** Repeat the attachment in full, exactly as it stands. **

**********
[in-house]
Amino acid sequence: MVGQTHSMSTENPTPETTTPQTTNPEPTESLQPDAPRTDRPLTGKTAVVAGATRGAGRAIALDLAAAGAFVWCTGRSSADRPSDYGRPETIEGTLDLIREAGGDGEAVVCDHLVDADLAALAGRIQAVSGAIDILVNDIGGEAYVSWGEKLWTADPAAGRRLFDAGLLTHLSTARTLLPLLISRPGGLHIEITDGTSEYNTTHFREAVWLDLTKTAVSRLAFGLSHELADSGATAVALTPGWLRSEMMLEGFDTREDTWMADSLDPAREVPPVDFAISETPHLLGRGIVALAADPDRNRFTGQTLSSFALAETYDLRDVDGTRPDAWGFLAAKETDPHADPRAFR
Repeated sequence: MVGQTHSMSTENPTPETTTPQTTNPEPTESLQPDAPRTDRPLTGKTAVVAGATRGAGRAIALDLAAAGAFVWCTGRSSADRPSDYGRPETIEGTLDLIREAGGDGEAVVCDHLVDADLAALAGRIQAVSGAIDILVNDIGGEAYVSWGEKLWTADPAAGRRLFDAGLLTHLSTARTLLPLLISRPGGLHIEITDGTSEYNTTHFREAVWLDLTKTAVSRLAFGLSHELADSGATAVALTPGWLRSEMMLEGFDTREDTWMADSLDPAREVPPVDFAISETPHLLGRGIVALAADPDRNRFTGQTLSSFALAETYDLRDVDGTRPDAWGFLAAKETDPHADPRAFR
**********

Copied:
[in-house]
Amino acid sequence: MVGQTHSMSTENPTPETTTPQTTNPEPTESLQPDAPRTDRPLTGKTAVVAGATRGAGRAIALDLAAAGAFVWCTGRSSADRPSDYGRPETIEGTLDLIREAGGDGEAVVCDHLVDADLAALAGRIQAVSGAIDILVNDIGGEAYVSWGEKLWTADPAAGRRLFDAGLLTHLSTARTLLPLLISRPGGLHIEITDGTSEYNTTHFREAVWLDLTKTAVSRLAFGLSHELADSGATAVALTPGWLRSEMMLEGFDTREDTWMADSLDPAREVPPVDFAISETPHLLGRGIVALAADPDRNRFTGQTLSSFALAETYDLRDVDGTRPDAWGFLAAKETDPHADPRAFR
Repeated sequence: MVGQTHSMSTENPTPETTTPQTTNPEPTESLQPDAPRTDRPLTGKTAVVAGATRGAGRAIALDLAAAGAFVWCTGRSSADRPSDYGRPETIEGTLDLIREAGGDGEAVVCDHLVDADLAALAGRIQAVSGAIDILVNDIGGEAYVSWGEKLWTADPAAGRRLFDAGLLTHLSTARTLLPLLISRPGGLHIEITDGTSEYNTTHFREAVWLDLTKTAVSRLAFGLSHELADSGATAVALTPGWLRSEMMLEGFDTREDTWMADSLDPAREVPPVDFAISETPHLLGRGIVALAADPDRNRFTGQTLSSFALAETYDLRDVDGTRPDAWGFLAAKETDPHADPRAFR